Wednesday, September 2, 2009

World's Strongest Man

Where did it all beganThe concept behind "The World's Strongest Men", as it was originally named, was developed in 1977 for CBS. In 1982, CBS sold the rights to the BBC, who in turn sold the rights to TWI. In recent years, the competition has been broadcast on ESPN, ESPN2 and Five.
Initially, eight men representing various sports and strength disciplines were invited to compete against each other in unique events designed to test each individual to the fullest extent. The earliest events were relatively crude, but new ideas were introduced over the years. Some events had a basis in both powerlifting and Highland Games heavy events, and others were created based on mythological feats of strength.
The 2006 competition ended in dramatic fashion, with Phil Pfister edging out Mariusz Pudzianowski in the final event, the Atlas stones. Pfister became the first American to win the event since 1982, and the only American to win the event outside the USA.
In 2008, local debutant Derek Poundstone had a large lead over Mariusz Pudzianowski after 3 events but Pudzianowski tied the deadlift event for first place and then won the crucial plane-pull to narrow the gap. Marius and Poundstone then battled for the title of World's Strongest Man in the last event, the Atlas Stones. Marius blistered through the event and was able to keep pace with the taller and heavier Derek Poundstone. On the final stone, Pudianowski was able to capitalise on Poundstone's drop and clinched his fifth title. This win ensured Mariusz holds the record

Mariusz Pudianowski

for number of titles with five.
The World's Strongest Man is a well recognised event in strength athletics. Organized by TWI, an IMG Media company, it is broadcast around the end of December each year. Competitors qualify based on top placings at the World's Strongest Man Super Series events or are invited based on a top placing in selected national or international competitions. Thirty contestants take part across five heats; the top two in each go through to the ten-man final.
Currently, the event sponsor is Met-rx, and the top prize is known as the RV Trophy. The event has a number of rival and parallel competitions with which it is often confused including the Strongman Super Series and the IFSA World Championship . However, these are separate competitions.
Commonly contested events. There are a number of events that make up each competition. The events used in each individual contest vary in order to prevent favoring certain types of competitor.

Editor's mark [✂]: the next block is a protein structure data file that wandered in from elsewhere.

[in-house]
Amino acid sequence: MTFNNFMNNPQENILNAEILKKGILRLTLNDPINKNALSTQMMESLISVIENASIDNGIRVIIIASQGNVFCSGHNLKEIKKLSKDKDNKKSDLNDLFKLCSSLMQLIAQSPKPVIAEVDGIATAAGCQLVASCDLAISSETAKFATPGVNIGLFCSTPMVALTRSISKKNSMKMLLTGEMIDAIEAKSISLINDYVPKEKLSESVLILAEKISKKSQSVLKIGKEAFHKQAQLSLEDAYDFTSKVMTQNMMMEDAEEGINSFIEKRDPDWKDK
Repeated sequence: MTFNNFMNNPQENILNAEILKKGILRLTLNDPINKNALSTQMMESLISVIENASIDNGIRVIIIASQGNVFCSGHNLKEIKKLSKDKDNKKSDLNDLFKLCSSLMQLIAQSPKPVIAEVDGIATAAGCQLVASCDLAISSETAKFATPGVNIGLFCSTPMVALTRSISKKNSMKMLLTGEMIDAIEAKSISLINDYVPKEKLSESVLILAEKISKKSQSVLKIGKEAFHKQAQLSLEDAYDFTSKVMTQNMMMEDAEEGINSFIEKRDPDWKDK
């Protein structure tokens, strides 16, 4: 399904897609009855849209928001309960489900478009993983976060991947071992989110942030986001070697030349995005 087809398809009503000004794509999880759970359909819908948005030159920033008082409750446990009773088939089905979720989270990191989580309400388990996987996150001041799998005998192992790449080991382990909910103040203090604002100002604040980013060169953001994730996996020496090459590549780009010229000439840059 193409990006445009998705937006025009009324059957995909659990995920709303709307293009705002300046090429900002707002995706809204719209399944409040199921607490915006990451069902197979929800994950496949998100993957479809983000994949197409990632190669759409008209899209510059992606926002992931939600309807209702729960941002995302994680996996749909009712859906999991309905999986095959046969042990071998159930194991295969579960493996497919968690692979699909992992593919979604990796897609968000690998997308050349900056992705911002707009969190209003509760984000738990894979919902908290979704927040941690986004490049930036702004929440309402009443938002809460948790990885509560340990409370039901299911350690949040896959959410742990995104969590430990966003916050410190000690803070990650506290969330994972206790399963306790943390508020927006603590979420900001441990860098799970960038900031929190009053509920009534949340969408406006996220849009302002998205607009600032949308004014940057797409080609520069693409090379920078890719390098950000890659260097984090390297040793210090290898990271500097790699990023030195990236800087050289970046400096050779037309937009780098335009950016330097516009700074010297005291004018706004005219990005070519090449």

Loading Race - Five heavy objects weighing between 220-360 lbs are loaded onto a truck bed or a similar platform over a course of about 50 ft. McGlashen Stones / Atlas Stones - Five heavy round stones increasing in weight from 220-352 lbs are placed on top of high platforms. The course tends to be about 16-33 ft. long and has seen three variations- five stones placed directly in front of platforms, five stones placed away from platforms and competitors carrying them to platforms, and platforms arranged in a straight vertical line with a stone in front of each. In recent competitions this is typically the final event. Truck / Airplane Pull - Vehicles such as transport trucks, trams, boxcars, buses or planes are pulled across a 100 ft. course by hand as fast as possible. Also, the vehicles may be pulled with a harness around the shoulders. The 2007 competition featured pulling a fire truck , and the 2008 qualifying rounds featured a coal truck . Overhead Press - The heaviest possible load is pressed overhead, or a lighter weight is used for repetitions.Fingal Fingers - A series of progressively heavier, hinged poles are lifted starting from a horizontal resting position and flipped over to the other side. The event takes its name from Fingal, a mythological Gaelic hunter-warrior.Power Stairs - A series of three Duck Walk implements ranging from 400-600 lbs are lifted, step by step, to the top of a flight of stairs. Squat - Squatting large weights, like 900 lb of bricks, a car, or people on a platform. Recently, an apparatus has been used that drops weighted kegs into a cage, one at a time after each successful lift. The athlete will continue until completion, failure or time expires.Dead Lift - Lifting weights or vehicles up to about 1,100 lb straight off the ground until knees lock in a standing position. Lift is for either maximum weight or maximum repetitions with a fixed weight. In recent years, a similar keg-loaded apparatus to that described above for the squat has been used. Keg Toss - Competitors must throw ten 50 lb kegs over a 14'6" high steel wall. Car Carry - Standing inside a roof-less, bottom-less car supported by a harness, competitors must carry the car for the maximum distance or shortest time for 25 meters. Hercules Hold - The athlete stands between two hinged pillars, gripping handles that prevent the pillars from falling to the side. The pillars are held for the longest possible time. Carry and Drag - Two weights are carried to the end of a set distance. An anchor and chain must then be dragged back the same distance.Farmer's Walk - Competitors carry heavy objects weighing from 275-375 lbs in each hand for a set distance, and compete for the fastest time. A variation involves use of a heavy frame with parallel handles.Yoke Walk / Fridge Carry - A yoke, composed of a crossbar and two weighted uprights (normally fridges) weighing about 904 lbs is carried across the shoulders for a set distance.Husafell Stone - A flat, somewhat triangular rock weighing around 385 lbs is carried high on the chest for a set distance. During the three years in which the competition took place in Africa, this event was known as the Africa Stone. Duck Walk - A 400 lb pot with a handle is carried, suspended between the legs, over a set course. Log Throw / Caber Toss - A five meter long log is thrown for distance or for height over a bar. Tug of War - One on one tug of war in a single-elimination tournament. Pole Pushing - One on one pole pushing in a Sumo-style ring in a single-elimination tournament. The pole has handles at either end. Crucifix - Weights are held straight out at each side for as long a time as possible. A common variation entails weights being held out in front, using either one or both hands.